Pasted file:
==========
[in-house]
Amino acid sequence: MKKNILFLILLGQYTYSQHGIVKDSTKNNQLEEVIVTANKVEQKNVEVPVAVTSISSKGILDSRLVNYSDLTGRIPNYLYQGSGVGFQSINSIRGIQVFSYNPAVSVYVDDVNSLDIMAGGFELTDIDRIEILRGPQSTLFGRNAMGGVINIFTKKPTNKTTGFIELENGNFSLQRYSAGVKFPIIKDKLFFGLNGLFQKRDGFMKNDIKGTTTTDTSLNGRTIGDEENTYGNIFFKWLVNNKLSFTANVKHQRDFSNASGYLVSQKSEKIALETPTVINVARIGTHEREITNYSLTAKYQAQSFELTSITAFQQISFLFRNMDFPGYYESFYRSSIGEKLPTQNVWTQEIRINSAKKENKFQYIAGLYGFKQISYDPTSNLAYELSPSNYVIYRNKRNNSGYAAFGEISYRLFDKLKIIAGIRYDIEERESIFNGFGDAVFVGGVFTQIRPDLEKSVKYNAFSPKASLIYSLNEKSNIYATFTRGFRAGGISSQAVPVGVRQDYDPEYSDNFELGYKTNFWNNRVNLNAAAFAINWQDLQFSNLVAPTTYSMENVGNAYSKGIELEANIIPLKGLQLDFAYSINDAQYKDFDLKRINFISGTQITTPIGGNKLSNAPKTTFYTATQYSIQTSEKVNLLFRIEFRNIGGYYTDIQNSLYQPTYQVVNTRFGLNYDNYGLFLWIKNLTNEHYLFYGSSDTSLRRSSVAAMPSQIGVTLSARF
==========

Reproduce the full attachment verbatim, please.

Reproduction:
[in-house]
Amino acid sequence: MKKNILFLILLGQYTYSQHGIVKDSTKNNQLEEVIVTANKVEQKNVEVPVAVTSISSKGILDSRLVNYSDLTGRIPNYLYQGSGVGFQSINSIRGIQVFSYNPAVSVYVDDVNSLDIMAGGFELTDIDRIEILRGPQSTLFGRNAMGGVINIFTKKPTNKTTGFIELENGNFSLQRYSAGVKFPIIKDKLFFGLNGLFQKRDGFMKNDIKGTTTTDTSLNGRTIGDEENTYGNIFFKWLVNNKLSFTANVKHQRDFSNASGYLVSQKSEKIALETPTVINVARIGTHEREITNYSLTAKYQAQSFELTSITAFQQISFLFRNMDFPGYYESFYRSSIGEKLPTQNVWTQEIRINSAKKENKFQYIAGLYGFKQISYDPTSNLAYELSPSNYVIYRNKRNNSGYAAFGEISYRLFDKLKIIAGIRYDIEERESIFNGFGDAVFVGGVFTQIRPDLEKSVKYNAFSPKASLIYSLNEKSNIYATFTRGFRAGGISSQAVPVGVRQDYDPEYSDNFELGYKTNFWNNRVNLNAAAFAINWQDLQFSNLVAPTTYSMENVGNAYSKGIELEANIIPLKGLQLDFAYSINDAQYKDFDLKRINFISGTQITTPIGGNKLSNAPKTTFYTATQYSIQTSEKVNLLFRIEFRNIGGYYTDIQNSLYQPTYQVVNTRFGLNYDNYGLFLWIKNLTNEHYLFYGSSDTSLRRSSVAAMPSQIGVTLSARF